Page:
I knew what I did know about being a pastor, to begin with, from my field work with Pastor Ledic and my vicarage with Pastor Briel. I observed in them the actual practice of what I had been learning in the classroom, and I am forever grateful to have had such excellent supervisors. Pastor Briel was a most excellent mentor in the study of the Holy Scriptures, in the preaching and teaching of the Word. And Pastor Ledic was like having a modern-day Wilhelm Löhe as my own personal example of liturgical practice and pastoral care. So they had given me a good lead on what to do when I was ordained; and not only what to do, but how to go about doing it.

The challenge is that every congregation is different, and every pastor is different, each with his own personality, his own strengths and weaknesses. Pastor Ledic and Pastor Briel are both wonderful pastors, but they are quite different from each other, and I am neither one of them. Even if I had been able to emulate one or the other of them exactly, Emmaus was a different place with different people than either Immanuel, Decatur, or St. John, Maple Grove. There is no one example, model or strategy that covers all the bases and answers all the questions. I had been given a good starting point, but it wasn't long before the path ahead included twists and turns and obstacles I'd never seen or considered before. So, what then?

Seminary training is mainly a matter of learning how to think and speak theologically. In a similar way, growing into the pastoral office is really a matter of learning how to think and act pastorally — and of learning how to think and act liturgically. No one else can learn that for you, but neither should a pastor go it alone. He needs a father confessor, for one thing, to absolve him and care for him with the Word of Christ. But he likewise needs brothers in arms, lest he simply stew in his own juices and breathe only his own air. He needs to give and receive, with his fellow pastors, the wisdom that comes through the experience of shepherding the flock of Christ with the means of grace. Gottesdienst cannot take the place of such conversation within circuits and between the pastors of neighboring congregations, but it aims to contribute along the same lines.

The mutual conversation and consolation of the brethren is necessary, not only for navigating the unique challenges that each pastor faces, but for the fostering of unity and harmony in the midst of so many differences across the congregations of the Church. For there is but one Christ, one Gospel, one Holy Baptism, and one Sacrament of the Altar. As there is one orthodox catholic faith, which is the worship of the Holy Trinity, so there is a common confession of that one faith. Pastoral practice and parish life cannot be identical in every time and place, nor should they be forced into a one-size-fits-all container. Yet, we are the children of one God and Father, and we bear the same divine Name, the same Holy Spirit. We live and move within the one Body of the Lord Jesus Christ, as we all eat of His one Body and drink from the New Testament of His Blood. As such, our words and actions — our rites and ceremonies — derive their content and character from these sacred Mysteries, even as we ourselves derive our life and every blessing from them. And as they proceed from that which the Lord has said and done and given, so are they always returning to that fountain and source of Life and Light and Love. Therein resides our true unity, from which resounds our common confession of Christ and His Gospel.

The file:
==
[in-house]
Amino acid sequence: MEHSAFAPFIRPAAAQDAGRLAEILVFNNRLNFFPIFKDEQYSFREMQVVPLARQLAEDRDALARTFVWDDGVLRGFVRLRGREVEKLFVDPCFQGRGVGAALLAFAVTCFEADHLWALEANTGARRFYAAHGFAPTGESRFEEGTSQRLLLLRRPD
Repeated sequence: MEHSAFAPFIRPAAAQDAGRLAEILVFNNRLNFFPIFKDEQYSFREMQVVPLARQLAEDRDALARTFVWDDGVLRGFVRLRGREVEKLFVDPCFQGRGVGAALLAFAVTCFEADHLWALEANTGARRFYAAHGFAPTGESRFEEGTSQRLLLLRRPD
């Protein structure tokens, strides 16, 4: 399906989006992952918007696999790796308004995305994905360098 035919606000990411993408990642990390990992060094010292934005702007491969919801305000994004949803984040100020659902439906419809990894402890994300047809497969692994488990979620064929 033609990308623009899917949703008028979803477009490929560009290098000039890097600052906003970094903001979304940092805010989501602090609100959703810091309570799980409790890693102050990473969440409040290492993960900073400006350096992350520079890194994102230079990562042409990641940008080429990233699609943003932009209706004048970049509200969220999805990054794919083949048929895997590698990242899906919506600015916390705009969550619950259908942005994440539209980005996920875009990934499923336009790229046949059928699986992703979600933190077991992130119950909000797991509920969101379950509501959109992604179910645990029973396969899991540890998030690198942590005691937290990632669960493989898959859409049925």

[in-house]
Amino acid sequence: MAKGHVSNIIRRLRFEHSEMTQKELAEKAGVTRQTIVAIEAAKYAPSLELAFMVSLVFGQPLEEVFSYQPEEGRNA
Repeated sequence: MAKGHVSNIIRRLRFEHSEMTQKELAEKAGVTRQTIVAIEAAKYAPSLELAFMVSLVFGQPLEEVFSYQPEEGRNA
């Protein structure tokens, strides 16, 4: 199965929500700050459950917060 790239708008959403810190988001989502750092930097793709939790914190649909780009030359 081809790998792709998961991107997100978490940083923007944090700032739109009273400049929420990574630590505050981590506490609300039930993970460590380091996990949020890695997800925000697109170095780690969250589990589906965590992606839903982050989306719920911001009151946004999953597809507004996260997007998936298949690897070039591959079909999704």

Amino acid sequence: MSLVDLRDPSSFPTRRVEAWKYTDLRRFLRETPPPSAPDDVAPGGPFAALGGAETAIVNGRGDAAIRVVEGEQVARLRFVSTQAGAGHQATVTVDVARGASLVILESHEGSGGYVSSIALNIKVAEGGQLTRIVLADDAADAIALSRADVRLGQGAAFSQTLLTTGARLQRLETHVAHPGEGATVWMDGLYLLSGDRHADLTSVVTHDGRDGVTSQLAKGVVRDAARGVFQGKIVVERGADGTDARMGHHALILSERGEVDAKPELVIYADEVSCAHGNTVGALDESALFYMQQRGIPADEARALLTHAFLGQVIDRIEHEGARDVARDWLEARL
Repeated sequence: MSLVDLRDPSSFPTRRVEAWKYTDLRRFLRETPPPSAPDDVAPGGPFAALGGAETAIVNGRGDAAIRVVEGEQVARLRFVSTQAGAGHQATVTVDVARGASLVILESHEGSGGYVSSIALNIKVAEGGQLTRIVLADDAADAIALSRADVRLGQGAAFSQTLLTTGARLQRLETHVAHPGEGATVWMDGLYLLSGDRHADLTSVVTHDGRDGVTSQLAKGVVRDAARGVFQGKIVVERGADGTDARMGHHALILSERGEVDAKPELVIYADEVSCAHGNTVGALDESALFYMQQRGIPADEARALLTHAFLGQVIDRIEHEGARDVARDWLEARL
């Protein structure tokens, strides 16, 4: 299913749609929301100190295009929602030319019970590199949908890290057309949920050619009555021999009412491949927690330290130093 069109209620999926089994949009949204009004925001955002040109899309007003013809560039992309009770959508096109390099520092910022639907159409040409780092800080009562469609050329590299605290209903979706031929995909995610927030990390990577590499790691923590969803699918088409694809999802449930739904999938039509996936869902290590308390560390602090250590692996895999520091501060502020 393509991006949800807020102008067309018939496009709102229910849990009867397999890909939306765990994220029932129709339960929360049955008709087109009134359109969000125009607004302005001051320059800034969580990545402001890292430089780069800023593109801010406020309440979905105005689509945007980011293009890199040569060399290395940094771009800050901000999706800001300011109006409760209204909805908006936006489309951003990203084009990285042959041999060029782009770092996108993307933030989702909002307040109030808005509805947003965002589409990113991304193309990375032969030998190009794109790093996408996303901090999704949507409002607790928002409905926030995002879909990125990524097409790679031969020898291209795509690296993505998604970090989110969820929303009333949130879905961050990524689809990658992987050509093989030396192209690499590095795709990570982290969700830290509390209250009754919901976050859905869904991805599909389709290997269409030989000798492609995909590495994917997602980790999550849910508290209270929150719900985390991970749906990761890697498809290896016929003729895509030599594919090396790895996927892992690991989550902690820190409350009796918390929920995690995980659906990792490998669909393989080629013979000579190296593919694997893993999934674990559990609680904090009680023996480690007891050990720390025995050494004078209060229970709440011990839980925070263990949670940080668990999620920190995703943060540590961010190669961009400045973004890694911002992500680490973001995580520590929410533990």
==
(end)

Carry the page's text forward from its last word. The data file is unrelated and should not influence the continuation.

Traditional rubrics, rites and ceremonies belong to that common confession. They deliver to us the collective wisdom of those who have gone before us, and they guide us on the way forward. As the Creeds and Confessions emerged as testimonies of the truth in response to questions and challenges, so have rubrics, rites and ceremonies developed in the course of the Church's life, in order to clarify and confess the glory of the Gospel of Christ Jesus. Other options and practices, other words and actions, when measured against the apostolic doctrine and fellowship, must be ruled out and removed. Even within the broad range of adiaphora, there are those things which are better, and those things which are worse, for the clarity and free course of the Gospel.

It is the Gospel that Gottesdienst is contending for; because the Gospel is the Glory of God in Christ, and the Gospel alone brings comfort and consolation to distressed hearts and troubled consciences. We do not presume to mandate what God has left free, but we dare to oppose and speak out against those practices that contradict, compete with, distract from, or undermine the Gospel. We advocate practices that confess the Gospel in its truth and purity. We do so, not as the first or final authorities, but as heirs and ministers of the sacred tradition of Christ Jesus. We challenge and contend with one another, in order to serve each other, in order to be sharpened in our consideration and conduct of the pastoral office to which we have been called. We invite the questions and comments of others, as well, that we might learn from them, and continue to grow in the grace and knowledge of our Lord Jesus Christ, and serve our neighbor with a confession of the faith once delivered to the saints, as it has now been handed down to us in our day.